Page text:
The base prerequisites for performance testing include understanding the application under test, identifying performance requirements such as response time, normal and peak load, common traffic patterns, and expected or required uptime. Once this preparation has been finished, the next step is to build a performance testing environment which is as close to the production environment as possible. With key requirements identified, the performance test need needs to select a performance testing tool (or sometimes a suite of tools). Tool selection can be a challenging task, because there are so many options to weigh. Cost generally plays a significant factor, but at times a low dollar cost (for instance, open-source performance tools) can mask an incredibly high cost of familiarization and deployment. Another critical factor is the ability of the tool to generate the amount and type of load required in the performance test. The snazziest tool in the world is worthless if it can't mimic a real-world load scenario.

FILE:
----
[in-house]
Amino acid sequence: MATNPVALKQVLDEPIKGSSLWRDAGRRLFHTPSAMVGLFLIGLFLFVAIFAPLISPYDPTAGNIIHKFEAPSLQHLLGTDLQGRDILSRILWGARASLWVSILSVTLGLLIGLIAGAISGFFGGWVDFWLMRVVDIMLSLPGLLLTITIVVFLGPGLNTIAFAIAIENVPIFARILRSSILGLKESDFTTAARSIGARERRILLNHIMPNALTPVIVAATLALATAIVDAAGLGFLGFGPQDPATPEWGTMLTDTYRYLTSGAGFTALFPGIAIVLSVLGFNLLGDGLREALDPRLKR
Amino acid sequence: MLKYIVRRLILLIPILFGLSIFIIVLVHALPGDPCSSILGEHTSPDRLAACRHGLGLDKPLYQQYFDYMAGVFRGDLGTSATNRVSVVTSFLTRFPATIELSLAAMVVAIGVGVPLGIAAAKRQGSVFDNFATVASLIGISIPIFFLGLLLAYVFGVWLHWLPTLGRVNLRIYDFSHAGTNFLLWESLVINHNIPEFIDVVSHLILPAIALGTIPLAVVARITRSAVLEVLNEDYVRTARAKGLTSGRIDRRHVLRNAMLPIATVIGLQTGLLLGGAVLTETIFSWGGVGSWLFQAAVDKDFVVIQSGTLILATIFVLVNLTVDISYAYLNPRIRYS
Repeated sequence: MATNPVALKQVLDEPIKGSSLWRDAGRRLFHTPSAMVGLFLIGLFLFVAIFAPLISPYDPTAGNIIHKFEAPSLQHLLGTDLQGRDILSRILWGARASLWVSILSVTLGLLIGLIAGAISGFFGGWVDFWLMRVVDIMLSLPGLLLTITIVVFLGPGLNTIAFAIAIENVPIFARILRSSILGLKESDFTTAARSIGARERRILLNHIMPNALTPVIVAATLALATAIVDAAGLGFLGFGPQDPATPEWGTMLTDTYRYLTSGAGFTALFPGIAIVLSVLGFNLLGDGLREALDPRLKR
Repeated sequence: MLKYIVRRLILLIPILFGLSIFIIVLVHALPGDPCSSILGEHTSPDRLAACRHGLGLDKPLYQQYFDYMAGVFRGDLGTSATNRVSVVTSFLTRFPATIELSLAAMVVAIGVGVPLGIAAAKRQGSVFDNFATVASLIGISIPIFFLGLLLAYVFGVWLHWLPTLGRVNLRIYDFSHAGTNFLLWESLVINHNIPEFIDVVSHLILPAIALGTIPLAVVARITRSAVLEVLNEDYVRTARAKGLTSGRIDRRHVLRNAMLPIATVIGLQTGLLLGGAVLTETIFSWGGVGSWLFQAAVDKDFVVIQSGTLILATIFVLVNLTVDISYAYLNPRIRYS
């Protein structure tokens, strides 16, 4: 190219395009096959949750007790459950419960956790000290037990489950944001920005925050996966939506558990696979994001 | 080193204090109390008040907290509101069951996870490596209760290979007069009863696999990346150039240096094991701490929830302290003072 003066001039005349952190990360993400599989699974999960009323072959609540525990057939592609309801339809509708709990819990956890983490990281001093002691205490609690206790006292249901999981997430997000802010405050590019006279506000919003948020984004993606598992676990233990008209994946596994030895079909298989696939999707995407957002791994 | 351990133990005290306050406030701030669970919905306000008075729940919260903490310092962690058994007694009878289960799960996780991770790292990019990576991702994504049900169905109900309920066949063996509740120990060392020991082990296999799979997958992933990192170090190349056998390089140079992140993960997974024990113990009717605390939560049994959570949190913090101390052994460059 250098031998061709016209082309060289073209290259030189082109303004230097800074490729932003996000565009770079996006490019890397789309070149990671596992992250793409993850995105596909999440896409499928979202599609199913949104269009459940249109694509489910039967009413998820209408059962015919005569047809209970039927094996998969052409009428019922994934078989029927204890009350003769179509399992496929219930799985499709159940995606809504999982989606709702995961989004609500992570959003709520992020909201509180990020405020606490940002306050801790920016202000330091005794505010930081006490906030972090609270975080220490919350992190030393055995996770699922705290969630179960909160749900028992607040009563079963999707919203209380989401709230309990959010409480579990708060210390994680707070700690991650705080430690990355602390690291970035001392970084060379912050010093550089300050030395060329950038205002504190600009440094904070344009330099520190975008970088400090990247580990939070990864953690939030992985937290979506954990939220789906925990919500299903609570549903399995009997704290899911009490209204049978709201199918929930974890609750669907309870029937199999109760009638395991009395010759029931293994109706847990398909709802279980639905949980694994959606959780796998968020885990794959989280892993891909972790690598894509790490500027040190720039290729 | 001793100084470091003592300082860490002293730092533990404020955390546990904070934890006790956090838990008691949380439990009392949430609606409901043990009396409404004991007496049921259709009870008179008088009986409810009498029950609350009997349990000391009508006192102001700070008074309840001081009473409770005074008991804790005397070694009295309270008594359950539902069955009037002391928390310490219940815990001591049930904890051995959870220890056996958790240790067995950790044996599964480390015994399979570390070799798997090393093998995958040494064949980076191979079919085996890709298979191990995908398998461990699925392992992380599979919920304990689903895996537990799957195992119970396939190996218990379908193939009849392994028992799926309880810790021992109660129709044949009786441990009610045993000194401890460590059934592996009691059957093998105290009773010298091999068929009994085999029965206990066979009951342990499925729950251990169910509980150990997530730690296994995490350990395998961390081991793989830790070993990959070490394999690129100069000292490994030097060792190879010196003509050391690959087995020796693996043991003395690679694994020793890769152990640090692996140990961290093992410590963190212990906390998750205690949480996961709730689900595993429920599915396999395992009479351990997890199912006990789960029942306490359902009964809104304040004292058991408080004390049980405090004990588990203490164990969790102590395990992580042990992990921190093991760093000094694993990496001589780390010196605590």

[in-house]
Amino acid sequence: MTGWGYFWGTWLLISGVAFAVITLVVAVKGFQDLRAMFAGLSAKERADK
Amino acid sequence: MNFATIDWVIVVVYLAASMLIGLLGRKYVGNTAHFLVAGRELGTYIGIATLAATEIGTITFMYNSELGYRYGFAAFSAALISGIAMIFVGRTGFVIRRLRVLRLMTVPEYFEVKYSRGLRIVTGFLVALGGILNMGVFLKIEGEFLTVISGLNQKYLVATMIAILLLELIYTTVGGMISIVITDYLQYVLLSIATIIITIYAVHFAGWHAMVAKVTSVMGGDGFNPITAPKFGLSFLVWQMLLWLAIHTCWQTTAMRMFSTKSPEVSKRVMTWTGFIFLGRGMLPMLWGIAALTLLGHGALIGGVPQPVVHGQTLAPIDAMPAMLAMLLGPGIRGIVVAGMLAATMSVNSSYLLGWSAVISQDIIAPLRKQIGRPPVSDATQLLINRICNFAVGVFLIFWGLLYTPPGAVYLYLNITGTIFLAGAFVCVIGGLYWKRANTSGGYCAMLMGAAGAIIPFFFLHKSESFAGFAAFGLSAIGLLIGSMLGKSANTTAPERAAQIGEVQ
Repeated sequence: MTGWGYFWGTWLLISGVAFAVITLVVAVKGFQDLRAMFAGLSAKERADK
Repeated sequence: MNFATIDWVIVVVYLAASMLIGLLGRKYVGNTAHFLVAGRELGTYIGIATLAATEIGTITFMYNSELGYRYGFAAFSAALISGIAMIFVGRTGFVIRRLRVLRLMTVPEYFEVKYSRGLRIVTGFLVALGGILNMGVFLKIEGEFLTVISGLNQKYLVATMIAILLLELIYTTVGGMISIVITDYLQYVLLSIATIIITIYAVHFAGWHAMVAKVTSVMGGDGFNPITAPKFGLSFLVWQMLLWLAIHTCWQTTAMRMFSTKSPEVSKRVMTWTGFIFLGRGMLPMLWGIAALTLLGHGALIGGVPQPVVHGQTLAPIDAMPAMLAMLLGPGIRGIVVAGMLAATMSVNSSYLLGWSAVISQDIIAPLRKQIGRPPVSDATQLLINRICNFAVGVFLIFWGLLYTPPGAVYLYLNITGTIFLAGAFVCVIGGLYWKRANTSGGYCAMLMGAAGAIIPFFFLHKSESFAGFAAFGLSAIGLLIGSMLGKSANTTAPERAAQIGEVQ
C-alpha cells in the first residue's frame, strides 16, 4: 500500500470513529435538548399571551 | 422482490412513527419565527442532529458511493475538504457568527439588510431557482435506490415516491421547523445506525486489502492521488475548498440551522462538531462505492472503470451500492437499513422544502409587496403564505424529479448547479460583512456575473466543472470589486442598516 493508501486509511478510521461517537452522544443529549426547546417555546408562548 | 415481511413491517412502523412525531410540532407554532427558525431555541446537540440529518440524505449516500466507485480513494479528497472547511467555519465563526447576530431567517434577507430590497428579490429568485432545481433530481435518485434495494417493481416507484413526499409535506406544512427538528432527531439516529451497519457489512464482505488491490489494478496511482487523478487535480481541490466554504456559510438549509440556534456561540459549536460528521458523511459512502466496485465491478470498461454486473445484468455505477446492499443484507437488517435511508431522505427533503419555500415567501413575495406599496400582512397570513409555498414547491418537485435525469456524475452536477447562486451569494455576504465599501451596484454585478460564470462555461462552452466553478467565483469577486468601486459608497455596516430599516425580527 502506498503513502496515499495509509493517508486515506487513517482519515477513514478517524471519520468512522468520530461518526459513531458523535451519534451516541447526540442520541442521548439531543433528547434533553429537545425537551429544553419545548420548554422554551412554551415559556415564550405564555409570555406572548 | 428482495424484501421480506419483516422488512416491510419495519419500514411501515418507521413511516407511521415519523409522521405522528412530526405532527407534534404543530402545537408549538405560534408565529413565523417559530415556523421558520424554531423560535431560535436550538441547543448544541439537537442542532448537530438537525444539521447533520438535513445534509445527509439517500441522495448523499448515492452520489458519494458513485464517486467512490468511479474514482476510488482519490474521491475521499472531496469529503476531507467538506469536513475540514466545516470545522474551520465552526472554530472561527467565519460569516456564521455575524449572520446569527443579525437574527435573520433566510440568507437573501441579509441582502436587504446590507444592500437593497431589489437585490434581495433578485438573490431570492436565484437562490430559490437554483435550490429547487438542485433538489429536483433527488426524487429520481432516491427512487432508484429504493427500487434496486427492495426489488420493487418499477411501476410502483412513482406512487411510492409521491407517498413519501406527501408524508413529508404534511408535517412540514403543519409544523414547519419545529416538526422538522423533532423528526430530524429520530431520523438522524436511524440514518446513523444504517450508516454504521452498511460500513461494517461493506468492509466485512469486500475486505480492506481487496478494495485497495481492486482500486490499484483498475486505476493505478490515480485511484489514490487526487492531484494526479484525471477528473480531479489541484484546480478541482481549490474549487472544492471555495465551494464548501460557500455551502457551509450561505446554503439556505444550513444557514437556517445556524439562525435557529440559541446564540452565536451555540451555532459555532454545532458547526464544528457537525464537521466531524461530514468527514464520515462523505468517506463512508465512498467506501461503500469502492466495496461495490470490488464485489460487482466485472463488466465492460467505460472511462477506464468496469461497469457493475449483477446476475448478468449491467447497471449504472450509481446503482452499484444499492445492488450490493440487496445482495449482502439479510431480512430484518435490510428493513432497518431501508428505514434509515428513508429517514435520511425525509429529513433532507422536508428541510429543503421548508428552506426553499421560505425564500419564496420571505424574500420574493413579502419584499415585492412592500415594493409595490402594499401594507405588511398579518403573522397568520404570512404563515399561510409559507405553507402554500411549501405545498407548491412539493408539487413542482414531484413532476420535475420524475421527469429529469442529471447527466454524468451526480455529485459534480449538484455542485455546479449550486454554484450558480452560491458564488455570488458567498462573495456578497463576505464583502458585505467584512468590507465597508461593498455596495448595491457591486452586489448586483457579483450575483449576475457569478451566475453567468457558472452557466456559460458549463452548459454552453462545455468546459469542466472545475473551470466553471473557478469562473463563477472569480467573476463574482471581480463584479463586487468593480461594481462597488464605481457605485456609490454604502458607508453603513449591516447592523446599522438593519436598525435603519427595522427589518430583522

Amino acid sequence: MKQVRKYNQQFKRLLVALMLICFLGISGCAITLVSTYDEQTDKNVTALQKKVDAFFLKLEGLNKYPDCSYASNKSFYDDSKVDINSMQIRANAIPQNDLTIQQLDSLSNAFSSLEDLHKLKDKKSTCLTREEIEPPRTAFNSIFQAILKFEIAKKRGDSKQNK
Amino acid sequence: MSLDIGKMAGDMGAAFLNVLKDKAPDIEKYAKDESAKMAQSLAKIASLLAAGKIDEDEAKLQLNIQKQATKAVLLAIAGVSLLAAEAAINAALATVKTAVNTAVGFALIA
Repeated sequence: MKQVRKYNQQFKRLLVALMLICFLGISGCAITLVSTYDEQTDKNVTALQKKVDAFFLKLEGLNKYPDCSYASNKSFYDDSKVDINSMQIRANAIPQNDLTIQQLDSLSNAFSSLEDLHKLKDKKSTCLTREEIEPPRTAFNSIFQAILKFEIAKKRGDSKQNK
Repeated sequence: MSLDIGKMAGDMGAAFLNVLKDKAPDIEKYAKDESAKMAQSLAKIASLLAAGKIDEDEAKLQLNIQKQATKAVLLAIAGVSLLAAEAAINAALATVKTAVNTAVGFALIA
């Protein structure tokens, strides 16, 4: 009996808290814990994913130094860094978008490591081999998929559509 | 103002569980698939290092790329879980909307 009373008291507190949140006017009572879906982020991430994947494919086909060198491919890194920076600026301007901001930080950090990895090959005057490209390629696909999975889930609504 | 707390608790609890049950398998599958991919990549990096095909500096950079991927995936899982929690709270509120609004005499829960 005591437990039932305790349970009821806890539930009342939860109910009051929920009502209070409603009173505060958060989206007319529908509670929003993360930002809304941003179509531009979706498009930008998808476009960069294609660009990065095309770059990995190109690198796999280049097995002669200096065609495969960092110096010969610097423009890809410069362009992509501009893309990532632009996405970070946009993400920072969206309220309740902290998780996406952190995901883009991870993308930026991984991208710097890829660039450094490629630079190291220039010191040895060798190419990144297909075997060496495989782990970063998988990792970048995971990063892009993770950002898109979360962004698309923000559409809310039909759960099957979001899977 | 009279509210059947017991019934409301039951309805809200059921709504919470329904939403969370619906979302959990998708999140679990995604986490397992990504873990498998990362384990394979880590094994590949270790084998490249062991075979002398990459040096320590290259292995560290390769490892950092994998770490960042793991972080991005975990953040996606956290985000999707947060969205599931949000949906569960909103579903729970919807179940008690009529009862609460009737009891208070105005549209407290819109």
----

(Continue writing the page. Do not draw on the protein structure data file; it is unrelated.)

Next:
In their book "Software Testing Practice: Test Management," Spillner, Rossner, Winter, and Linz dedicate an entire chapter to a heavily analytical approach to tools selection. This book is very detailed, heavy reading, and not for the faint-hearted, but I believe this chapter is a compelling reason to purchase the book. This chapter might aid you in selecting your performance tool.
In terms of checklists for performance testing, there isn't one particular checklist per say, just like there isn't one particular strategy for performance testing. You need to develop the checklist which best applies to you. That having been said, I can refer you to a couple of sources for performance test best-practices. First, read the free e-book available on CodePlex.com titled "Performance Testing Guidance for Web Applications" (http://www.codeplex.com/perftesting) This book is well written, although I argue the author breaks performance testing tasks into too many categories. (Note that while the guide emphasizes web application performance testing, the techniques and approaches are applicable in every performance testing project).
Another great source for information on performance testing is searchsoftwarequality.com's own software testing expert, Scott Barber. Scott has a long history in performance testing and is the author of numerous books, articles, and expert answers on the subject.
This was first published in September 2009